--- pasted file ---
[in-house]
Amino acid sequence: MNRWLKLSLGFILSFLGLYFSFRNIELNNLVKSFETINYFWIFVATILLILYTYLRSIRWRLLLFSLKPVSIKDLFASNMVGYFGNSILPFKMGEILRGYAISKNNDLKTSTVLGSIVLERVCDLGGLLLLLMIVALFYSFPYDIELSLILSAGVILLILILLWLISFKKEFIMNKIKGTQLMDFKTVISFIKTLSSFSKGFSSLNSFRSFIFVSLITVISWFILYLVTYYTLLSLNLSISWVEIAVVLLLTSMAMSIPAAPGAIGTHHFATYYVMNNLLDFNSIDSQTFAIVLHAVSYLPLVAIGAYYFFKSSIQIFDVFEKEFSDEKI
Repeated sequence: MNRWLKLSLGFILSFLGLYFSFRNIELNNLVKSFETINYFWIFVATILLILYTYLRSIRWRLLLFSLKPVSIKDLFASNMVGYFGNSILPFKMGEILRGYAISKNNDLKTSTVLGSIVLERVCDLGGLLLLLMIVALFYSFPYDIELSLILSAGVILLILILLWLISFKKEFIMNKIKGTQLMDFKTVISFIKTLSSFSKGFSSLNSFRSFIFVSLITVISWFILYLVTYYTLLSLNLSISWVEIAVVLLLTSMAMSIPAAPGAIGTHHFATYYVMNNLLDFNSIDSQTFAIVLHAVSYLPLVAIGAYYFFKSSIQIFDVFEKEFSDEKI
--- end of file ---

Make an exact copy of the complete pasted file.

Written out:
[in-house]
Amino acid sequence: MNRWLKLSLGFILSFLGLYFSFRNIELNNLVKSFETINYFWIFVATILLILYTYLRSIRWRLLLFSLKPVSIKDLFASNMVGYFGNSILPFKMGEILRGYAISKNNDLKTSTVLGSIVLERVCDLGGLLLLLMIVALFYSFPYDIELSLILSAGVILLILILLWLISFKKEFIMNKIKGTQLMDFKTVISFIKTLSSFSKGFSSLNSFRSFIFVSLITVISWFILYLVTYYTLLSLNLSISWVEIAVVLLLTSMAMSIPAAPGAIGTHHFATYYVMNNLLDFNSIDSQTFAIVLHAVSYLPLVAIGAYYFFKSSIQIFDVFEKEFSDEKI
Repeated sequence: MNRWLKLSLGFILSFLGLYFSFRNIELNNLVKSFETINYFWIFVATILLILYTYLRSIRWRLLLFSLKPVSIKDLFASNMVGYFGNSILPFKMGEILRGYAISKNNDLKTSTVLGSIVLERVCDLGGLLLLLMIVALFYSFPYDIELSLILSAGVILLILILLWLISFKKEFIMNKIKGTQLMDFKTVISFIKTLSSFSKGFSSLNSFRSFIFVSLITVISWFILYLVTYYTLLSLNLSISWVEIAVVLLLTSMAMSIPAAPGAIGTHHFATYYVMNNLLDFNSIDSQTFAIVLHAVSYLPLVAIGAYYFFKSSIQIFDVFEKEFSDEKI